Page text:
If not for DNA testing, I would not have revealed so much so quickly about my original family cultural roots. Certainly, my mom being adopted in what later turned out to be a baby stealing and selling scandal gave me a quick start. Because of that scandal, Tennessee was eventually pushed to open their sealed adoption files. And my mom’s was rich with details even if Georgia Tann was a known liar and I did uncover some lies in that file. Thankfully, there was enough true information that it opened up a world to me that I never expected to know nada about. Yay !!
Both of my parents were adopted. On my dad’s side it was trickier. His mother had been unwed and his adoption came through The Salvation Army. Ancestry was a big help in revealing enough details to what I already knew that The Salvation Army was then willing to reveal a tiny bit more. 23 and Me was the big breakthrough there, when a cousin received her results and contacted me to tell me we had the same grandmother. That led me eventually to another cousin thanks to Facebook. She had the final breadcrumb keys that my grandmother had left for me as to my dad’s father’s identity in a photo album.
Interestingly, almost a year before I received the breadcrumbs, Ancestry had identified a cousin. He didn’t reply to my inquiry right away. When he did, he apologized for not having a clue how we were related. By then, I had some details about my paternal grandfather. The man was able then to tell me that our grandparents were brother and sister.
Yes, I do believe in DNA testing and for adoptees given that half of these United States continue to refuse to unseal their adoption files, DNA matching may be the only way to learn your true cultural identity. Today, I read another story about how this helped. I will summarize.
The daughter of a Jewish patriarch gave birth, out of wedlock, to this person’s mother. That fact remained a secret within the family. This person’s mother died knowing none of this, much like both of my own parents. She was raised by another couple, just like my parents were. In the case I was reading about there wasn’t even a formal adoption or paper trail.
So it took DNA testing for this person to discover his ancestry. Thanks to that testing he discovered relatives, leading him to even more new discoveries. That is how it was for me too. I know of living relatives for 3 of my 4 grandparents. With my paternal grandfather, he had no more children but he did remarry. Thanks to Ancestry and Find-A-Grave, I came into contact with what I will call a step-cousin, who could give me some details about his life.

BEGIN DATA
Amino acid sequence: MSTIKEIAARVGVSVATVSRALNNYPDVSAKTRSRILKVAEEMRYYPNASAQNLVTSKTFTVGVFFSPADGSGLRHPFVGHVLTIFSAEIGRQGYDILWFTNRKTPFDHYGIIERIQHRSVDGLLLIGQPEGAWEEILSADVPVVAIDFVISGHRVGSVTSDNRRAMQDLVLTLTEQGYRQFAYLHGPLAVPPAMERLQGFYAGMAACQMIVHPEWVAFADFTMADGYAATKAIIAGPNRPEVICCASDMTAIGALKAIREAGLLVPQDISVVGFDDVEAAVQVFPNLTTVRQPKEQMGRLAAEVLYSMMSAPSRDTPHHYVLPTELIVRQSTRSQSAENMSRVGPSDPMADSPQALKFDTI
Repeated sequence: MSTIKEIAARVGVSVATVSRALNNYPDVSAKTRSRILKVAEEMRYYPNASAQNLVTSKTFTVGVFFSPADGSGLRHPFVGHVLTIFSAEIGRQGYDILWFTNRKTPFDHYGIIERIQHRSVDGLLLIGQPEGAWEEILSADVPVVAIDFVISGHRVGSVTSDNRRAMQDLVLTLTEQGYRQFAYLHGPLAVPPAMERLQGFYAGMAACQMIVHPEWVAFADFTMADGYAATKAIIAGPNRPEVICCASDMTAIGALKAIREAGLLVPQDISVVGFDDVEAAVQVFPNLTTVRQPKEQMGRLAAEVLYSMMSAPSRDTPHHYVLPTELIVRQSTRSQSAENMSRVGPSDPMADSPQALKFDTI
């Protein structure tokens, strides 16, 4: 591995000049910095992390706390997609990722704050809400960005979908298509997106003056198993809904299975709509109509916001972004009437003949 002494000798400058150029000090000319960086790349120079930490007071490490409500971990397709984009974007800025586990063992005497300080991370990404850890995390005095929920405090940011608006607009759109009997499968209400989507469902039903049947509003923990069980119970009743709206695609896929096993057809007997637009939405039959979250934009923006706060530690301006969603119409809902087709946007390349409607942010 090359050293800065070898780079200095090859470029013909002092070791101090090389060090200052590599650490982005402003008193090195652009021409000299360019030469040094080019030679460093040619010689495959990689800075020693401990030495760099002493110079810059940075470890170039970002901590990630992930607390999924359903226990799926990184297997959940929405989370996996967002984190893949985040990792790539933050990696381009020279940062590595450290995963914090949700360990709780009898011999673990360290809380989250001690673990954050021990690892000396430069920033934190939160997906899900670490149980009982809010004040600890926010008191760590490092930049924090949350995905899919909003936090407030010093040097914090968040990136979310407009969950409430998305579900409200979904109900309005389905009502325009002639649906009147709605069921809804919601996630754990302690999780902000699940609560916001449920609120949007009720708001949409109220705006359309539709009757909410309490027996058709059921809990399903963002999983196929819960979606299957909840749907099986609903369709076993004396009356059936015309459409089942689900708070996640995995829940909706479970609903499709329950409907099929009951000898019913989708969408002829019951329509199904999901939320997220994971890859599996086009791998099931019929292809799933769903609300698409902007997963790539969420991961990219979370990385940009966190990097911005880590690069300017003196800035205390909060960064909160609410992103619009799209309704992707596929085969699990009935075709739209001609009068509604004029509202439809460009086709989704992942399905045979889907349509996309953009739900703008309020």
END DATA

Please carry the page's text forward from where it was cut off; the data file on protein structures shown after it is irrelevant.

It is said that a recent survey showed about a quarter of the people who take these tests find some kind of surprising result. That sometimes leads to a book about the story of those discoveries. At the end of December, I completed the story of my own. I am now in the process of seeking a literary agent. May 2020 prove successful in my quest.
For more about the Jewish story I mention in my blog today, you can go to this link – https://www.cbsnews.com/news/how-a-dna-test-revealed-the-family-i-never-knew-2020-01-10/
2 thoughts on “If Not For DNA Testing”
Deby, Tracing our footsteps backwards in the sands of time is a pilgrimage of the road and an ethereal journey of the mind for many adoptees–a trip of a lifetime to hallowed ground they are forced to make alone. I was adopted and my mother was adopted. In the beginning, I was only interested in meeting my mother, but thanks to DNA testing my circle of relatives has greatly increased, including many relatives living in Italy that look just like me. Over time I have learned that some aunts, uncles and cousins also have potential to enhance our lives. Judith
Absolutely – I seriously cherish these genetic relations I didn’t know for over 6 decades. I feel very close to them. It has made me whole !! So glad to read your experience has proven valuable as well.